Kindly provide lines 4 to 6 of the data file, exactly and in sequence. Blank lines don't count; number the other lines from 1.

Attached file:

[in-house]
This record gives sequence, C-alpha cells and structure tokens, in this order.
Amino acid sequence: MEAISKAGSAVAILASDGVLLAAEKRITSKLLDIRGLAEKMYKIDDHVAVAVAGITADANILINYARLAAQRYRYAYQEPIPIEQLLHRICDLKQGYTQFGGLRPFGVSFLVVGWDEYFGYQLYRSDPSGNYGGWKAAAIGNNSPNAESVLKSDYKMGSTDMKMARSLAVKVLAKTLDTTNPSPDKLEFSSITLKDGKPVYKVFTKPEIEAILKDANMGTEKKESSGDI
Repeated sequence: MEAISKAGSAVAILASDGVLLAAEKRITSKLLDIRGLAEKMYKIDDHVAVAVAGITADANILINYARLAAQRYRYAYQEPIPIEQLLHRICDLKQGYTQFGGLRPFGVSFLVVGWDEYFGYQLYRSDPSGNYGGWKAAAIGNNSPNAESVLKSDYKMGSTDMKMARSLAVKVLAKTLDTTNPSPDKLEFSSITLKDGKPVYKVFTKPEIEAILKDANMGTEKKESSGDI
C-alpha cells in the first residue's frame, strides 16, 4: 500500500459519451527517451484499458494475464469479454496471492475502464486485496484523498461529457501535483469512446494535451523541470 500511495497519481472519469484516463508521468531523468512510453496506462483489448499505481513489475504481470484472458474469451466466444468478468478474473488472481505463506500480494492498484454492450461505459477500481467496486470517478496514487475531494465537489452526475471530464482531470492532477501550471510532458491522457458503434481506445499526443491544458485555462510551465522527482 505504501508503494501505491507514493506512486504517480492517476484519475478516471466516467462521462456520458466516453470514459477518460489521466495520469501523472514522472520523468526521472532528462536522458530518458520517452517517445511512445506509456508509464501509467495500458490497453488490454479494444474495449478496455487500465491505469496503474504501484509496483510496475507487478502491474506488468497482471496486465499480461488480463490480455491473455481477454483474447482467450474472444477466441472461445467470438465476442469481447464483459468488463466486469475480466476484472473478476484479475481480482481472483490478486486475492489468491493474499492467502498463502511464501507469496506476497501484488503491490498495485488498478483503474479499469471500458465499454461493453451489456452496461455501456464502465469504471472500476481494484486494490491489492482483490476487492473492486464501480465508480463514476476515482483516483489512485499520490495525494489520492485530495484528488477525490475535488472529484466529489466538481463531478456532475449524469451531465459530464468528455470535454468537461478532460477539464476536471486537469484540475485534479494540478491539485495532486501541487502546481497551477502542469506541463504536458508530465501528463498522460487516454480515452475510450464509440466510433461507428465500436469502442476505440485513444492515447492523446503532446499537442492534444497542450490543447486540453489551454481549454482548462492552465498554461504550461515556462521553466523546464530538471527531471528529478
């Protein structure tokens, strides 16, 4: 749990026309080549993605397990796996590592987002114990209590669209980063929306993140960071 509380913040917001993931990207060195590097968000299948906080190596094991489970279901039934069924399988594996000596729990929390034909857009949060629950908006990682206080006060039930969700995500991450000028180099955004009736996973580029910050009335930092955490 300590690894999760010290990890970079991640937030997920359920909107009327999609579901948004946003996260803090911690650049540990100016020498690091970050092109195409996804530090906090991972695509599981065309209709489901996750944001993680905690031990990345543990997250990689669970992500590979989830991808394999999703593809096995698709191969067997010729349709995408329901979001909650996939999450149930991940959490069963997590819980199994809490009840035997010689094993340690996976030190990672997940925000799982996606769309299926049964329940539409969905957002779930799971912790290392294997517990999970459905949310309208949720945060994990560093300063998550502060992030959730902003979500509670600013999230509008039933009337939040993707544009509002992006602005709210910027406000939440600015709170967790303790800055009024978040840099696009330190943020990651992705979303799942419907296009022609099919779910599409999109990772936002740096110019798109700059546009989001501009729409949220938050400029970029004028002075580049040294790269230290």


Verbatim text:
Repeated sequence: MEAISKAGSAVAILASDGVLLAAEKRITSKLLDIRGLAEKMYKIDDHVAVAVAGITADANILINYARLAAQRYRYAYQEPIPIEQLLHRICDLKQGYTQFGGLRPFGVSFLVVGWDEYFGYQLYRSDPSGNYGGWKAAAIGNNSPNAESVLKSDYKMGSTDMKMARSLAVKVLAKTLDTTNPSPDKLEFSSITLKDGKPVYKVFTKPEIEAILKDANMGTEKKESSGDI
C-alpha cells in the first residue's frame, strides 16, 4: 500500500459519451527517451484499458494475464469479454496471492475502464486485496484523498461529457501535483469512446494535451523541470 500511495497519481472519469484516463508521468531523468512510453496506462483489448499505481513489475504481470484472458474469451466466444468478468478474473488472481505463506500480494492498484454492450461505459477500481467496486470517478496514487475531494465537489452526475471530464482531470492532477501550471510532458491522457458503434481506445499526443491544458485555462510551465522527482 505504501508503494501505491507514493506512486504517480492517476484519475478516471466516467462521462456520458466516453470514459477518460489521466495520469501523472514522472520523468526521472532528462536522458530518458520517452517517445511512445506509456508509464501509467495500458490497453488490454479494444474495449478496455487500465491505469496503474504501484509496483510496475507487478502491474506488468497482471496486465499480461488480463490480455491473455481477454483474447482467450474472444477466441472461445467470438465476442469481447464483459468488463466486469475480466476484472473478476484479475481480482481472483490478486486475492489468491493474499492467502498463502511464501507469496506476497501484488503491490498495485488498478483503474479499469471500458465499454461493453451489456452496461455501456464502465469504471472500476481494484486494490491489492482483490476487492473492486464501480465508480463514476476515482483516483489512485499520490495525494489520492485530495484528488477525490475535488472529484466529489466538481463531478456532475449524469451531465459530464468528455470535454468537461478532460477539464476536471486537469484540475485534479494540478491539485495532486501541487502546481497551477502542469506541463504536458508530465501528463498522460487516454480515452475510450464509440466510433461507428465500436469502442476505440485513444492515447492523446503532446499537442492534444497542450490543447486540453489551454481549454482548462492552465498554461504550461515556462521553466523546464530538471527531471528529478
């Protein structure tokens, strides 16, 4: 749990026309080549993605397990796996590592987002114990209590669209980063929306993140960071 509380913040917001993931990207060195590097968000299948906080190596094991489970279901039934069924399988594996000596729990929390034909857009949060629950908006990682206080006060039930969700995500991450000028180099955004009736996973580029910050009335930092955490 300590690894999760010290990890970079991640937030997920359920909107009327999609579901948004946003996260803090911690650049540990100016020498690091970050092109195409996804530090906090991972695509599981065309209709489901996750944001993680905690031990990345543990997250990689669970992500590979989830991808394999999703593809096995698709191969067997010729349709995408329901979001909650996939999450149930991940959490069963997590819980199994809490009840035997010689094993340690996976030190990672997940925000799982996606769309299926049964329940539409969905957002779930799971912790290392294997517990999970459905949310309208949720945060994990560093300063998550502060992030959730902003979500509670600013999230509008039933009337939040993707544009509002992006602005709210910027406000939440600015709170967790303790800055009024978040840099696009330190943020990651992705979303799942419907296009022609099919779910599409999109990772936002740096110019798109700059546009989001501009729409949220938050400029970029004028002075580049040294790269230290």